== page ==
Earning from the Supply Chain
Strike partnerships with suppliers
By Wes Ball
Date Published: 5/1/2014

Big businesses have a nasty habit of treating their suppliers like … well, suppliers. They take unfair advantage of them. They make them wait and wait for answers. They make them bid for a job. They pay them as little as possible. And, when they complain, they usually find someone else who won’t complain.

It’s not nice to be on the receiving end of that. But larger companies seem to get away with it, because they offer the promise of large sales volume … IF you are lucky.

For small and mid-sized businesses, this approach is deadly. I see all too many small and mid-sized businesses trying to act like big businesses, and it backfires on them … but often without them even recognizing that truth. It isn’t until much later that they wonder why no one good wants to work with them any longer.

Here are some things small businesses should do instead:

Pay your suppliers better than they expect

Now, that should make a few business owners start shaking. It’s one of those things that hits right at the core of a small business owner’s ego. For those who think that it’s “good business” to squeeze every ounce out of every penny, it is painful to think about “giving” money away. But trying to elevate yourself above your suppliers is a dangerous and costly ego trip.

The secret here is that your suppliers are as important to your business’ success as are your employees … sometimes even more valuable. Suppliers are typically the ones who are staying on top of new technologies and new approaches that can help make you more competitive. They are often the ones who are not afraid to tell you some truth about the way your business is perceived to which you have been blind.

The point is: you want to keep them happy and motivated to work for you at the highest level of commitment possible. You should be striving to make sure that your valuable suppliers will always take your call, no matter how busy they are or how small your value is to them relative to other customers.

I always had a philosophy (that allowed me to get great suppliers who would all but kill themselves for me) to always pay them more than they expected. Sometimes I would have to fight with them to accept more. I simply explained to them that my goal was to have them take my call, when I needed them most, and to help me watch out for my best interests. It worked.

My reputation as a fair and appreciative customer got me more than all the “tightwad” ego-maniacs I ever saw could get.


Say “thank you” regularly (and sincerely)

How many businesses have you heard sincerely say “thank you” to a supplier? Most would rather bite off their tongues, because that might give the supplier an “IOU” that could be called in some day.

I can honestly say that I have gained far more from appreciation … even when it was not fully deserved … than I ever got from threatening or degrading or simply NOT thanking them. When things were critical and I needed to ask for something extraordinary to save the day, all those appreciative remarks paid off with extraordinary assistance and support from my suppliers.

Try it sometime. They may not quite believe what they are hearing, but it will pay off later.


Help them succeed

This sounds almost self-defeating to many business owners. For them, helping someone else succeed means that they must be losing something. Exactly the opposite is true.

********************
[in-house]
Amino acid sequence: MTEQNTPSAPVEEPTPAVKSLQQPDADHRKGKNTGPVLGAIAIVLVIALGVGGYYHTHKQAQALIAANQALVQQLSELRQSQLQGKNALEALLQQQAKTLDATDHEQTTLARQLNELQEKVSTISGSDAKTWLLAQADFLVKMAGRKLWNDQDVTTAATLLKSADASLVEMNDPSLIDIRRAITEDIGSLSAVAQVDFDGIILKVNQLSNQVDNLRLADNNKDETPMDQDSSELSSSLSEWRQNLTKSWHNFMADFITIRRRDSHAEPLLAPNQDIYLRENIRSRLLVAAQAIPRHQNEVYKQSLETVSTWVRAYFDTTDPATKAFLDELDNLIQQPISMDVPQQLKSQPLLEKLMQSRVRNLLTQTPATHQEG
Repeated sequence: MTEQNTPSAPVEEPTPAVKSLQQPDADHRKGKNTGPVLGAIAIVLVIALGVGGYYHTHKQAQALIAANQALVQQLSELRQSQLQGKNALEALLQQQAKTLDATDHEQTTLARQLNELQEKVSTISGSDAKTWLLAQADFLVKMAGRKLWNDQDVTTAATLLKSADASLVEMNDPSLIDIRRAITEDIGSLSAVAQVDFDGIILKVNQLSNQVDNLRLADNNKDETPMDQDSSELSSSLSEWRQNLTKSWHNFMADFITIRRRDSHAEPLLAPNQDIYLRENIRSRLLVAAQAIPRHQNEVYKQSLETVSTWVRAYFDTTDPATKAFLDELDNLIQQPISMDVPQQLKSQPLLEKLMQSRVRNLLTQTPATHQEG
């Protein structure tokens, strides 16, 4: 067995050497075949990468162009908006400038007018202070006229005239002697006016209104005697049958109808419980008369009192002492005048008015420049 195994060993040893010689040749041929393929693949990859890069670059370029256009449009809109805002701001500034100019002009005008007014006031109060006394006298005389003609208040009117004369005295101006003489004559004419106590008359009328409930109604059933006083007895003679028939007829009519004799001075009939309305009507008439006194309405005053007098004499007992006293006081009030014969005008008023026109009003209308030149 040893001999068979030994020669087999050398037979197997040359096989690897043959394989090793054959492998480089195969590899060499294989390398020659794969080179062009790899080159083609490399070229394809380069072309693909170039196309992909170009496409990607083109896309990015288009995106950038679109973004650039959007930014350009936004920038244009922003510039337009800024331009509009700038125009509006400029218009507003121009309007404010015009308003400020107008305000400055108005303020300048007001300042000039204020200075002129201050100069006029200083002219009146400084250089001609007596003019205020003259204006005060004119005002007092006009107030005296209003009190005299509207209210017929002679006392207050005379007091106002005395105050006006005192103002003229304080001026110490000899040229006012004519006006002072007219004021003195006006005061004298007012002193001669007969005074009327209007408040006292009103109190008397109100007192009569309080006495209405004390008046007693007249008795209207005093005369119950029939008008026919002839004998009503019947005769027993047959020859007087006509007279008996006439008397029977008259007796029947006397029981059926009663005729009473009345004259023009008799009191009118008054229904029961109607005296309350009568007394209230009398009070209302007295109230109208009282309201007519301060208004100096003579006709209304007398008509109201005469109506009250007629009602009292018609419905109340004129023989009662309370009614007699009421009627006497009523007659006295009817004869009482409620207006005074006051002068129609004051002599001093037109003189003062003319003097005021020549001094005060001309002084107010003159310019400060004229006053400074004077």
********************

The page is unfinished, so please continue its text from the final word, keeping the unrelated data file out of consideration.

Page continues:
Most larger businesses treat suppliers as though it would be a benefit if the supplier went out of business. They act as though creating more stress and less profit for their suppliers will make them better suppliers. Of course, that’s completely absurd.

The first point above (paying suppliers better than expected) is one way to make a supplier a better supplier for you. Another is to refer them to other companies. No, you won’t lose them as a supplier, just because you help them get more business.

After 2 years of trying to get a good referral out of a very happy customer, I finally asked him why I had never received a single referral from him. I asked him if he was not happy with the work we had done for him. He said that he loved our work and that he thought we were fantastic. So I asked him again why he had not referred us to anyone. His response was that he did not want me working for anyone else. He wanted me to be devoted to him, and to him alone.

Believe me when I say that my devotion to him dropped like a grand piano from a third-story window. (Lucky he wasn’t standing under it.)

Of course, you can waste your efforts on some suppliers. They won’t appreciate anything you do. But I have found that those are the suppliers I was not interested in keeping anyway. But I have been surprised to discover how many times I actually created a great supplier through my efforts to help them and to appreciate them more.

This is really no big secret. Reward people well for their efforts, show them appreciation, and help them succeed. It’s the secret to successful influence in almost any aspect of life.

If you depend upon other people for your success (and who doesn’t?), treat them this way and you are likely to find that you have created a great supporting asset that will help you create the future you most desire.


Wes Ball ( grows businesses on a contracted basis around the U.S. through management consulting and strategic innovation that helps them stand out and dominate their specific markets.    

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